FIG. 4 is a fragmentary view of an end segment of the insulator as viewed from the bottom of FIG. 2 and having the same scale as FIG. 3; and

FIG. 5 is an exploded view of the insulator and drive bar of FIG. 1.

Referring to the drawings, a segmented insulator 12 in accordance with this invention is shown as used on a drive bar 14 in driving engagement with three movable contact blades 15 of a heavy duty enclosed switch such as, for example, the switch disclosed in US. Pat. No. 3,339,047 issued Aug. 29, 1967 in the names of Tadeusz J. Rys et al.

The drive bar 14 is generally U-shaped and comprises an elongated cylindrical driving portion 14a, a first flattened mounting leg portion 14b extending generally at a right angle ranged in interlocked end-for-end engagement. Each of the insulator segments 19, 20, and 21 is generally U-shaped in transverse cross-section and each has a continuous longitudinal channel 22. When the segments are assembled on the drive bar, the channels 22 are aligned and receive the driving portion 14a. As shown best in FIG. 2 and 3, each of the channels 22 is curved at its inner end portion complementary to the driving portion 14a.

The intermediate segment 21 is of uniform transverse cross section throughout its length and, as shown in FIG. 3, the channel 22 thereof opens into an enlarged outer recess 24 defined by a pair of opposite wall portions 25 and forming a pair of shoulders 26 on opposite sides of the channel 22. As will be described hereinafter in more detail, a flexible retaining strip 28 is received in the recess 24 between the wall portions 25 and abuts the shoulders 26.

Each of the identical end segments 19 and 20 has an outer flange 29 provided with a peripheral groove 30 which may receive an edge portion of an arc shield 31, a short adjacent section 32 of the same cross-sectional size as, and shaped like, the intermediate segment 21, a shoulder-providing reinforcing ridge 34 between the section 32 and a section 35 of reduced cross-section, and a second, substantially larger, reinforcing ridge 36 at the other end of the section 35 and surrounding an axially directed socket 38 which is complementary to and which receives an end portion of the intermediate segment 21 Y to retain the intermediate segment 21 in position as will to the driving portion 14a at the left end thereof and having a hole therein for the reception of a pivot pin 16 carried by a mounting bracket 18, and a second leg portion 140 extending generally at a right angle to the driving portion 14a at the right end thereof, the leg portion 14c being connectable for movement by an operating handle (not shown) in a manner well known in the art and as shown, for example, in the aforementioned patent.

The segmented insulator 12 comprises two identical outer or end segments 19 and 20 and an intermediate segment 21ar' become apparent. The segments 19 and 20 are thus of nonuniform transverse cross section.

As shown best in FIG. 5, one of the flexible arc shields 31 is received in the peripheral groove 30 of the flange 29 of the end segment 19 and is retained on the flange by the lower edges 31a of a pair of opposing slots 31b in the arc shield. Another arc shield 31 may be similarly received in the grooves 30 of the flange 29 of the end segment 20 if desired and as indicated in FIG. 1.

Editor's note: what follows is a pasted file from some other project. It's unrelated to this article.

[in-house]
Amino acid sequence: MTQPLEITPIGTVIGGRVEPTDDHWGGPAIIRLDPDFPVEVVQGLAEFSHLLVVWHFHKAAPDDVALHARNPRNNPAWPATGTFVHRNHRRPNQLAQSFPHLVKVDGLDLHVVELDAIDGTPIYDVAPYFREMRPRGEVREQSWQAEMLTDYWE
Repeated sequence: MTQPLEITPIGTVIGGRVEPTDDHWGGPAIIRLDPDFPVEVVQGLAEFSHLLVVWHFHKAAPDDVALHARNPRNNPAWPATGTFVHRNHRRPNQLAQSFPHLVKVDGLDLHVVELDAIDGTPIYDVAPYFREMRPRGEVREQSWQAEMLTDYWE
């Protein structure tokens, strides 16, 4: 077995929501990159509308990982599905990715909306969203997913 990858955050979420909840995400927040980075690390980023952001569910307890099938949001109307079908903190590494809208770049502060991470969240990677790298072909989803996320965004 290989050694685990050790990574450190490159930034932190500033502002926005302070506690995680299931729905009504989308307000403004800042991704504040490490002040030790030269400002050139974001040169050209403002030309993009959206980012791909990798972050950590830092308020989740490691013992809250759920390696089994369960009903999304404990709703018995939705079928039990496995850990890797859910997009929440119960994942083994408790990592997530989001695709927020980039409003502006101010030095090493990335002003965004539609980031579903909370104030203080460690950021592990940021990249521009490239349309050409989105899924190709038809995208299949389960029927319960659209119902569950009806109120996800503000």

The reduced section 35 of each of the end segments 19 and 20 has relatively flat outer side walls 39 which are parallel to each other, and a pair of generally flat inwardly directed platelike ledge portions 40 extending longitudinally between the ridges 34 and 36 coextensive with the length of the section 35.

An inner edge portion of each of the ledge portions 40 extends inwardly into a recess 41, similar to the recess 24 of the segment 21, and slots 43 (FIG. 5) open respectively through the walls 39 above the respective ledge portions 40. In each of the segments 19 and 20, the upper surfaces of the ledge portions 40 are spaced from the plane of respective shoulders 42 on opposite sides of the channel 22 and defined by the recess 41. Although the ledge portions 40 do not extend beyond the lower outer edges of the respective side walls 39, the ledge portion 40 and the shoulders 42 form groovelike spaces 44. Edge portions of the flexible strip 28 are snugly received in the spaces 44.

In the embodiment disclosed, the outer segments 19 and 20 are relatively shorter than the intermediate segment 21. However, the length of the intermediate segment 21 depends upon the width of the particular switch and thus may be longer or shorter than shown. Because the segment 21 is of uniform cross section, it may readily be made to have any desired length by cutting it from a long piece of molded material.

To assemble the composite insulator 12 on the drive bar portion 140, the opposite ends of the intermediate segment 21 are inserted into the sockets 38 of the respective end segments 19 and 20 with the channels 22 aligned, thereby interlocking segments 19, 20, and 21 to restrain them against transverse motion. The portion 14a of the drive bar 14 is inserted into the now aligned channels 22, and the flexible strip 28 is slid lengthwise between the shoulders 42 and the upper surfaces of the ledge portions 40. The flexible strip 28 thus retains the segments 19, 20 and 21 in position on the blade driving portion 14a. Longitudinal movement of the segments 19, 20, and 21 is prevented by engagement of the ridges 34 of the segments 19 and 20 with respective outer two of the contact blades 15.